French industrialists visiting China with President Nicolas Sarkozy say they have finalised trade deals worth almost 20bn euros ($30bn; £14.5bn).
Mr Sarkozy urged Mr Hu to strengthen China's currency
These include a delivery of 160 Airbus passenger planes to the value of about 10bn euros.
And state-owned French energy firm Areva said it had signed a contract to build two nuclear reactors in China.
The announcements came as Mr Sarkozy held a second meeting with his Chinese counterpart Hu Jintao.
"The total amount of these contracts has never been matched before," he told the Chinese president as they met in Beijing's Great Hall of the People.
The reactors will be built in six years' time in the south of the country and will start generating power in 2014.
They will be operated by a new company set up by Areva and its Chinese partner, China Guangdong Nuclear Power Corp, until 2026.
The BBC's James Reynolds in Beijing says China is increasingly looking to nuclear energy to meet its growing demand for power and France is keen to make sure that it is involved in this process.
In addition, China is also expected to become the world's second biggest aircraft market after the US with strong growth in its domestic routes over the next few years.
The Airbus deal to supply 110 of the firm's single aisle A320 jet and 50 of the slightly bigger A330 plane will be welcome news to the European planemaker, which has struggled in the face of delays to new models and the weakening dollar.
Following the signing of these deals, President Sarkozy will carry on with his official visit, his first to Asia since his election in May.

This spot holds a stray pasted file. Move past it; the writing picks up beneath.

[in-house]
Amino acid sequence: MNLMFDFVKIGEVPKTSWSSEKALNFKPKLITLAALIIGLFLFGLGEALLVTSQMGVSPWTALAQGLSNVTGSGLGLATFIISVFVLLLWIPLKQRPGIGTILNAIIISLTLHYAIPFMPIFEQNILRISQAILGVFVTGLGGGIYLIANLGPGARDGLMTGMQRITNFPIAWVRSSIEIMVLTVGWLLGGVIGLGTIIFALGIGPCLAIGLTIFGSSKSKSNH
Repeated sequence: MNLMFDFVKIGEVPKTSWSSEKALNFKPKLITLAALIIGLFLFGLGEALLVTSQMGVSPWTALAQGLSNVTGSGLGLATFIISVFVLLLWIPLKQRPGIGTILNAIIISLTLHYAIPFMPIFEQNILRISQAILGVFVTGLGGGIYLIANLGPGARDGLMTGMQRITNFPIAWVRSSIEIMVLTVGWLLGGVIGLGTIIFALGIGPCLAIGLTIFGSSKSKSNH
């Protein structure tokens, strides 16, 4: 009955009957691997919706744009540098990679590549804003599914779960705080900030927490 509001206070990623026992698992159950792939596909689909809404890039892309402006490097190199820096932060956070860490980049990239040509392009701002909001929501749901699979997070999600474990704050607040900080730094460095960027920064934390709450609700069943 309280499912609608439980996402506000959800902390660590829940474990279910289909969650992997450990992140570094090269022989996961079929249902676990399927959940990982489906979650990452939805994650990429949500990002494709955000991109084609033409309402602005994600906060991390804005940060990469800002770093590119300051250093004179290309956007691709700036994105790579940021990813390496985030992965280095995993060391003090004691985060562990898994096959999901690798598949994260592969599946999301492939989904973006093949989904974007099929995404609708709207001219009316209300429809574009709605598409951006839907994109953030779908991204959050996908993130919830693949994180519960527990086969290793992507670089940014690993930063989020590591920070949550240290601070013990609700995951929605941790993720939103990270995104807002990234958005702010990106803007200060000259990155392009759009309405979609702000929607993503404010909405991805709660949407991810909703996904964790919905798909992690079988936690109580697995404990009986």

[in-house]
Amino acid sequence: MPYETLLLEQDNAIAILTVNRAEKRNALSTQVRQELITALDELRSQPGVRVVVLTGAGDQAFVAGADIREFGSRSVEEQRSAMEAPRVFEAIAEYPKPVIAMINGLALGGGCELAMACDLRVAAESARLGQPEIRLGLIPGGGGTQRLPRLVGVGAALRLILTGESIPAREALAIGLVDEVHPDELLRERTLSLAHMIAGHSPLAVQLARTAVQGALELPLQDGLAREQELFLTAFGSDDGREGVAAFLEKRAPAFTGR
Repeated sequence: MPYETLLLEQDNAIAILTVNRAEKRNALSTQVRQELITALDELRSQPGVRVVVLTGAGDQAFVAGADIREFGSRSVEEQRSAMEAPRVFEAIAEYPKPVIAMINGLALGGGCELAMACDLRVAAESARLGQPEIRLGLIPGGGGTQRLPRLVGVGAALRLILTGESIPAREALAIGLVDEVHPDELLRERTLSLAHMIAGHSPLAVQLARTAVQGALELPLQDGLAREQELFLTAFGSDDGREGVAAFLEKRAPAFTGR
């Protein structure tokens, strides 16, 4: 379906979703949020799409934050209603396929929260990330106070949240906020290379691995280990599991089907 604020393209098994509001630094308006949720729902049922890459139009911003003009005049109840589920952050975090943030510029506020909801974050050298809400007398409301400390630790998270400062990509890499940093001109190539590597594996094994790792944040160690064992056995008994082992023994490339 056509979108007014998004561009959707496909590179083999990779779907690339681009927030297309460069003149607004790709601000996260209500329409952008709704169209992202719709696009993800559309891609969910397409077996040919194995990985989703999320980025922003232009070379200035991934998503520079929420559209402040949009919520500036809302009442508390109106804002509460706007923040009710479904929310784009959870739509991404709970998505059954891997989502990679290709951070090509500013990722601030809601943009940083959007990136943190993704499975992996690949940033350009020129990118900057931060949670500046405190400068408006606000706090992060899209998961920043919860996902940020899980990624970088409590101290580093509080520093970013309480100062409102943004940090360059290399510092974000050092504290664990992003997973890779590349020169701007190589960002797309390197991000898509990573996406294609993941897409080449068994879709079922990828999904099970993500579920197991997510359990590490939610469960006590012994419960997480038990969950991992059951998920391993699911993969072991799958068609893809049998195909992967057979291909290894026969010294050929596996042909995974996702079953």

Mr Sarkozy is set to hold further talks in Beijing and will then travel to Shanghai to meet Chinese business leaders.
According to some critics, the French President should be doing more during the trip to pressure China over its human rights record and use of the death penalty.
The BBC's world affairs correspondent Jill McGivering said that "although Mr Sarkozy is travelling with seven ministers, for example, the French human rights minister is not one of them".
And she added that there has been little evidence that Mr Sarkozy had raised other difficult issues such as Tibet and China's relationship with Iran.
Some observers are calling on China to take a harder line with Iran over its nuclear programme. Mr Sarkozy has warned that it would be unacceptable if Tehran acquired nuclear weapons.
However, the President's office countered that despite the commercial focus of the trip, Mr Sarkozy had used a state dinner to urge China to employ the death penalty less frequently.